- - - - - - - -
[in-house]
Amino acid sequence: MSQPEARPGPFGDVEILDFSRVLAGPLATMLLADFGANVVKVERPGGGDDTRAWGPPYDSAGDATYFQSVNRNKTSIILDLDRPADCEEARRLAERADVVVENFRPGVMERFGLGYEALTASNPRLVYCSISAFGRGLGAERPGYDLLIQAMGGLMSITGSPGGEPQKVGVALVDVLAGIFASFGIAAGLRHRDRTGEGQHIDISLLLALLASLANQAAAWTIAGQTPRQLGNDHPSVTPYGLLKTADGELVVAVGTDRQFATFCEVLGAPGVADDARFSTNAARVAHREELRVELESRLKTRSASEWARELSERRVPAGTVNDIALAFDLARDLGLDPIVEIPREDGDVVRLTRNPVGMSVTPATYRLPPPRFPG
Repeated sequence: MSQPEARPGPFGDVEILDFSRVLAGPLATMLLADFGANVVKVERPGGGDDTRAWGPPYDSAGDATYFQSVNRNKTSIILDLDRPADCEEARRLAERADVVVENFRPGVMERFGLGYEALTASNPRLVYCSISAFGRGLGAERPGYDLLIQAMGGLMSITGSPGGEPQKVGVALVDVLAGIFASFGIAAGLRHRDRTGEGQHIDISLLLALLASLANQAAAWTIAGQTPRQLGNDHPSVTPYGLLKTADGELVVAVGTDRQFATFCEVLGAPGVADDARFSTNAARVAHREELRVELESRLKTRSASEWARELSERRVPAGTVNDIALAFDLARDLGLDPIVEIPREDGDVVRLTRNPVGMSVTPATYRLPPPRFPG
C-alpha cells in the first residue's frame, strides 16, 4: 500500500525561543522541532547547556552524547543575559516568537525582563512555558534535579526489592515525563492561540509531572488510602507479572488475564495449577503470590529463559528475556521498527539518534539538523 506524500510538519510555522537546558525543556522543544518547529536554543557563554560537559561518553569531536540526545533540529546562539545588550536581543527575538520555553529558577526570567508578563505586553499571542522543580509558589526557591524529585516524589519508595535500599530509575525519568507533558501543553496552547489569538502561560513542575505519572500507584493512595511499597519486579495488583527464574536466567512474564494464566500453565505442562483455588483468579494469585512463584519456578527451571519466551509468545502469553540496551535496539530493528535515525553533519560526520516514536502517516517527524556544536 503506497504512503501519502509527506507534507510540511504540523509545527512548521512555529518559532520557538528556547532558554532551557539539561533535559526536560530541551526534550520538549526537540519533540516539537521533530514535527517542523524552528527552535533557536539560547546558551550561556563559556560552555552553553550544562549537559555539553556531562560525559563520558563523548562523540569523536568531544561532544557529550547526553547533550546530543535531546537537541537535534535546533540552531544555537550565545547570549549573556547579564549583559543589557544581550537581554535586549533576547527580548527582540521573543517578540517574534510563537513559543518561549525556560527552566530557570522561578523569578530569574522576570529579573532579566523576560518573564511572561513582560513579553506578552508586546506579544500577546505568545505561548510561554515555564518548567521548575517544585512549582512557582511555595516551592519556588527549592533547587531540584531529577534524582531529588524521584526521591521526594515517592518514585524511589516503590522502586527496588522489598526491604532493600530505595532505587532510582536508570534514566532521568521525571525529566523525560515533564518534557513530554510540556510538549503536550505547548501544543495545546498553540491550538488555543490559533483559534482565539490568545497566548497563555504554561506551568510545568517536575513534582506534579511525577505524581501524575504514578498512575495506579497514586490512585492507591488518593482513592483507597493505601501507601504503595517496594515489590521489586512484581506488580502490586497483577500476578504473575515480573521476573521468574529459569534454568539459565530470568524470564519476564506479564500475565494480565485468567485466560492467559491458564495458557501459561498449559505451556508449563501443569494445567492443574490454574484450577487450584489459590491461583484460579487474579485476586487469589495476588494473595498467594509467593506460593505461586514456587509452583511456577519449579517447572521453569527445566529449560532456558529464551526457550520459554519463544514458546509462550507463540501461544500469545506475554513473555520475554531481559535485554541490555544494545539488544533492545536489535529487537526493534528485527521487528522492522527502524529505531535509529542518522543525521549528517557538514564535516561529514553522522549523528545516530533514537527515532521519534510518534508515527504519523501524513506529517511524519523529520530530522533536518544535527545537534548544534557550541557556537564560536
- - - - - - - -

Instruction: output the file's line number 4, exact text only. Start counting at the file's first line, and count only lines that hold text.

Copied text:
C-alpha cells in the first residue's frame, strides 16, 4: 500500500525561543522541532547547556552524547543575559516568537525582563512555558534535579526489592515525563492561540509531572488510602507479572488475564495449577503470590529463559528475556521498527539518534539538523 506524500510538519510555522537546558525543556522543544518547529536554543557563554560537559561518553569531536540526545533540529546562539545588550536581543527575538520555553529558577526570567508578563505586553499571542522543580509558589526557591524529585516524589519508595535500599530509575525519568507533558501543553496552547489569538502561560513542575505519572500507584493512595511499597519486579495488583527464574536466567512474564494464566500453565505442562483455588483468579494469585512463584519456578527451571519466551509468545502469553540496551535496539530493528535515525553533519560526520516514536502517516517527524556544536 503506497504512503501519502509527506507534507510540511504540523509545527512548521512555529518559532520557538528556547532558554532551557539539561533535559526536560530541551526534550520538549526537540519533540516539537521533530514535527517542523524552528527552535533557536539560547546558551550561556563559556560552555552553553550544562549537559555539553556531562560525559563520558563523548562523540569523536568531544561532544557529550547526553547533550546530543535531546537537541537535534535546533540552531544555537550565545547570549549573556547579564549583559543589557544581550537581554535586549533576547527580548527582540521573543517578540517574534510563537513559543518561549525556560527552566530557570522561578523569578530569574522576570529579573532579566523576560518573564511572561513582560513579553506578552508586546506579544500577546505568545505561548510561554515555564518548567521548575517544585512549582512557582511555595516551592519556588527549592533547587531540584531529577534524582531529588524521584526521591521526594515517592518514585524511589516503590522502586527496588522489598526491604532493600530505595532505587532510582536508570534514566532521568521525571525529566523525560515533564518534557513530554510540556510538549503536550505547548501544543495545546498553540491550538488555543490559533483559534482565539490568545497566548497563555504554561506551568510545568517536575513534582506534579511525577505524581501524575504514578498512575495506579497514586490512585492507591488518593482513592483507597493505601501507601504503595517496594515489590521489586512484581506488580502490586497483577500476578504473575515480573521476573521468574529459569534454568539459565530470568524470564519476564506479564500475565494480565485468567485466560492467559491458564495458557501459561498449559505451556508449563501443569494445567492443574490454574484450577487450584489459590491461583484460579487474579485476586487469589495476588494473595498467594509467593506460593505461586514456587509452583511456577519449579517447572521453569527445566529449560532456558529464551526457550520459554519463544514458546509462550507463540501461544500469545506475554513473555520475554531481559535485554541490555544494545539488544533492545536489535529487537526493534528485527521487528522492522527502524529505531535509529542518522543525521549528517557538514564535516561529514553522522549523528545516530533514537527515532521519534510518534508515527504519523501524513506529517511524519523529520530530522533536518544535527545537534548544534557550541557556537564560536